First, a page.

This study aimed to reveal the latest evidence on salt reduction initiatives in China in order to identify the contextual cost-effective interventions, as well as the barriers encountered during China's long march to reach its population salt reduction goal.Population-based salt reduction has been considered as one of the most cost-effective strategies in the world for the prevention and control of noncommunicable diseases. China, along with its sustained economic growth, faces increasing burdens from chronic diseases such as cardiovascular and kidney diseases. With policy support and cross-sector collaboration, various salt reduction initiatives have been adopted in China in order to reduce such dietary risk, especially since the beginning of this millennium.This study conducted structured literature reviews in both English and Chinese databases and synthesized the latest evidence on the association of salt intake and health, as well as salt intake among Chinese and population-based salt reduction strategies in China and around the world.Dietary salt restriction has been found to contribute to the reduction of blood pressure among both the normotensives and hypertensives bringing associated reduced disease burdens and great public health benefits. With gender, ethnic, and regional variations, salt intake levels in the population in China are well above the recommended threshold and physiological need. Admittedly, excessive salt intake precipitates the high prevalence of hypertension and cardiovascular disease among the Chinese. Considering that the majority of the dietary salt is added during cooking in China, salt substitutes, salt restriction tools, and health education are the most common salt reduction initiatives with varying levels of effectiveness and acceptability among the Chinese population.Overwhelming evidence is in support of a well-coordinated nationwide salt restriction initiative as a key public health strategy for the prevention and control of hypertension and its related diseases. Orchestrated efforts from the government, industries, academia, health professionals, and the general public are required to achieve China's long-term goal for salt reduction.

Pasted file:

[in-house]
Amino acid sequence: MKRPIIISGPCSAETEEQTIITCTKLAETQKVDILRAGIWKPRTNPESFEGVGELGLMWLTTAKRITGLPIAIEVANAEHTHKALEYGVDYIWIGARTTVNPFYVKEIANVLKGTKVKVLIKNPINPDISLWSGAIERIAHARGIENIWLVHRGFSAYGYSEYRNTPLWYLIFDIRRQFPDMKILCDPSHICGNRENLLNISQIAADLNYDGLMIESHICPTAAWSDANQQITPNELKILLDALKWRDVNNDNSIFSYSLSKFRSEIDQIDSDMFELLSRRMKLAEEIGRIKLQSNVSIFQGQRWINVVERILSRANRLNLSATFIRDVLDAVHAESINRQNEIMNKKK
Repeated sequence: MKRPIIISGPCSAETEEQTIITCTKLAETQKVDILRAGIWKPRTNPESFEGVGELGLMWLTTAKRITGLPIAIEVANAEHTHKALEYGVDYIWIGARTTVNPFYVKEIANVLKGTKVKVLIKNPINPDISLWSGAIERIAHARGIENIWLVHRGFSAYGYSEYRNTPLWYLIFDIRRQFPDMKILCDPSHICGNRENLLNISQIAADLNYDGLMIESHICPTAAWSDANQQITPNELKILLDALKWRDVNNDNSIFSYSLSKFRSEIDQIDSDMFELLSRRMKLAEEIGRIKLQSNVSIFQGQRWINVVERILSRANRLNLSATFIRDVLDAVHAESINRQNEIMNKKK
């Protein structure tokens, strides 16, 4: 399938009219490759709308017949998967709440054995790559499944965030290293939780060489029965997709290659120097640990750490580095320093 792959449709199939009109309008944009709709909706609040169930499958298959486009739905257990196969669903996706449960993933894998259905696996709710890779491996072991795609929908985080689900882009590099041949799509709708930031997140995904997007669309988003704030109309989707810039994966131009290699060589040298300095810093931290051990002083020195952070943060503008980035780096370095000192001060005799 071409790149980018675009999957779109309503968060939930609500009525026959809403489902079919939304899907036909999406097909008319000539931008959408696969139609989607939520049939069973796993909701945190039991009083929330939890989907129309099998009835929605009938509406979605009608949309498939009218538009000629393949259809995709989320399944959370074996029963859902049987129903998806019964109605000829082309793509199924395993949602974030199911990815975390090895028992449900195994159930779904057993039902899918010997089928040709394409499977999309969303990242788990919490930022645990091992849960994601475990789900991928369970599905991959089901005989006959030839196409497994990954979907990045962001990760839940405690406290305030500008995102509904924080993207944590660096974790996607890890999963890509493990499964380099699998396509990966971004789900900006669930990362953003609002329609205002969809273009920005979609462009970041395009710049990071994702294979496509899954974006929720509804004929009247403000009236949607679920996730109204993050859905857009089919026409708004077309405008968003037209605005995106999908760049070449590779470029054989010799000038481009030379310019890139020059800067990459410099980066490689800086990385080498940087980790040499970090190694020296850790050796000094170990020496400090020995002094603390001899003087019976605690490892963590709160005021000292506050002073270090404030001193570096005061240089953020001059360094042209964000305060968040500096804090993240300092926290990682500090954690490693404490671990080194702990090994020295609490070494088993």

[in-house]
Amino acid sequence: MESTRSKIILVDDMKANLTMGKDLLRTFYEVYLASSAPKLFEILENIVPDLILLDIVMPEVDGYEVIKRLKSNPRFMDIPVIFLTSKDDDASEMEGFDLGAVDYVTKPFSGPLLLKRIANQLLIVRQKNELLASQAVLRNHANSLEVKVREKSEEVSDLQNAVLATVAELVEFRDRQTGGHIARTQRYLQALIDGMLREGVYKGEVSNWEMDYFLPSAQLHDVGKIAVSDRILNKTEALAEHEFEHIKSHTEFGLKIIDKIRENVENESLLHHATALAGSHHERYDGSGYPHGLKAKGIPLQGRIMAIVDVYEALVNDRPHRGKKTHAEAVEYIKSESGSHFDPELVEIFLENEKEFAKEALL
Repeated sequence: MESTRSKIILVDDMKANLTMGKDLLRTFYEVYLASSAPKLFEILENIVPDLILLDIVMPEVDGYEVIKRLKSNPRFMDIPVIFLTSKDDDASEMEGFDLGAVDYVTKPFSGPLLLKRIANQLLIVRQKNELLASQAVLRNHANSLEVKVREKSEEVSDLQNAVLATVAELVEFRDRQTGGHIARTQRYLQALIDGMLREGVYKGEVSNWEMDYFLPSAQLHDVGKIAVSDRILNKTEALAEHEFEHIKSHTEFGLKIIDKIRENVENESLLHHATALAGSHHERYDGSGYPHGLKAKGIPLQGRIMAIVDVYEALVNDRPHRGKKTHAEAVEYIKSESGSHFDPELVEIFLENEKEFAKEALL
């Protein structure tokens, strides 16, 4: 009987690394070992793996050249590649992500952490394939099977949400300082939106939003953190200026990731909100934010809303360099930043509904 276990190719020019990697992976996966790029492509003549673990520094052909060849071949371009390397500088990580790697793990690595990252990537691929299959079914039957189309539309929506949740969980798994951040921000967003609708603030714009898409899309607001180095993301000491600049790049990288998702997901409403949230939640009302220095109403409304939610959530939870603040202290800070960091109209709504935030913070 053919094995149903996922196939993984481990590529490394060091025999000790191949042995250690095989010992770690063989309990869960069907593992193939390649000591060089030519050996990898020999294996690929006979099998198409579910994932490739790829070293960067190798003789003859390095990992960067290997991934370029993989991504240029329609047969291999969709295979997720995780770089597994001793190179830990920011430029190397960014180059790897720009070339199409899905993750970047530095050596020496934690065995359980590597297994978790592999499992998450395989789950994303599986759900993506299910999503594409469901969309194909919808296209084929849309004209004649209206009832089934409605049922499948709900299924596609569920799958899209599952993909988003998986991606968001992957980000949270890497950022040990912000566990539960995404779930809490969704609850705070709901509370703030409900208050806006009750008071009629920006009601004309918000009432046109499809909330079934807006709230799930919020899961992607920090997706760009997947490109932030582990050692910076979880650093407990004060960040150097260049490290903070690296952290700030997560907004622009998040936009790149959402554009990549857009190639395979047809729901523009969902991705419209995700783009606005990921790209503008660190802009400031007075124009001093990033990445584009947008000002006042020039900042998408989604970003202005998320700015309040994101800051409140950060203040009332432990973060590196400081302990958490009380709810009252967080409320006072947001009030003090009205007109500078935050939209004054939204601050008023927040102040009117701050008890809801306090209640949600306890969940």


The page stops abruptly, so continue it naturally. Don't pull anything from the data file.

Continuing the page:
View details for DOI 10.2147/RMHP.S75918
View details for Web of Science ID 000395323000001
View details for PubMedID 28260957
View details for PubMedCentralID PMC5328139